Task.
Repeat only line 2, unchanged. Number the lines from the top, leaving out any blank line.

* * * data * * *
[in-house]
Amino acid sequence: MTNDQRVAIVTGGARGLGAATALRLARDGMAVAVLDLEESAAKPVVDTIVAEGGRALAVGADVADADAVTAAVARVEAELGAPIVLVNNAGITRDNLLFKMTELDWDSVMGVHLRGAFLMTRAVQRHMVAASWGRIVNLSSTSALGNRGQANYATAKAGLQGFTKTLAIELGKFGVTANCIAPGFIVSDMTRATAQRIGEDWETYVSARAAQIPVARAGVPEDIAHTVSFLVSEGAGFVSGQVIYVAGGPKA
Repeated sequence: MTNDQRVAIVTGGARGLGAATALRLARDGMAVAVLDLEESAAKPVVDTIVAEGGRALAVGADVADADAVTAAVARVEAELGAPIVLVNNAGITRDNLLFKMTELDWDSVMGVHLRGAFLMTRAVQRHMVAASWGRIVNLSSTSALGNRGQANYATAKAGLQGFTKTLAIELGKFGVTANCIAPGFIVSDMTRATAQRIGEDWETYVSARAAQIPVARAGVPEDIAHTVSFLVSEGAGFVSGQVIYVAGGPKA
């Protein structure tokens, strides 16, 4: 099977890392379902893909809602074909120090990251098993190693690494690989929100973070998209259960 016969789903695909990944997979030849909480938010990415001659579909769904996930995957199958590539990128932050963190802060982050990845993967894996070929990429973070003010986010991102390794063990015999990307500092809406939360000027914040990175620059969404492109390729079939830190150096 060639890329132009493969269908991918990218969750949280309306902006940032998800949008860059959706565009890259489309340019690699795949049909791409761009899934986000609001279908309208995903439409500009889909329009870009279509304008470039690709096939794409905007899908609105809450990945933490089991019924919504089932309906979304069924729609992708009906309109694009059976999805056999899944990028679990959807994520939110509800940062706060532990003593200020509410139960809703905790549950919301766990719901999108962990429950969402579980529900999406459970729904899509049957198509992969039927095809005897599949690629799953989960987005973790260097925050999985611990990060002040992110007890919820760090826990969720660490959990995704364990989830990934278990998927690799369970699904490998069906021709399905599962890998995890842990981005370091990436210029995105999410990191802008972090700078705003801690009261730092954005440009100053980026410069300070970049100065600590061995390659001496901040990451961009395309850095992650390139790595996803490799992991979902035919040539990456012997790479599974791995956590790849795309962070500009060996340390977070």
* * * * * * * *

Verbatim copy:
Amino acid sequence: MTNDQRVAIVTGGARGLGAATALRLARDGMAVAVLDLEESAAKPVVDTIVAEGGRALAVGADVADADAVTAAVARVEAELGAPIVLVNNAGITRDNLLFKMTELDWDSVMGVHLRGAFLMTRAVQRHMVAASWGRIVNLSSTSALGNRGQANYATAKAGLQGFTKTLAIELGKFGVTANCIAPGFIVSDMTRATAQRIGEDWETYVSARAAQIPVARAGVPEDIAHTVSFLVSEGAGFVSGQVIYVAGGPKA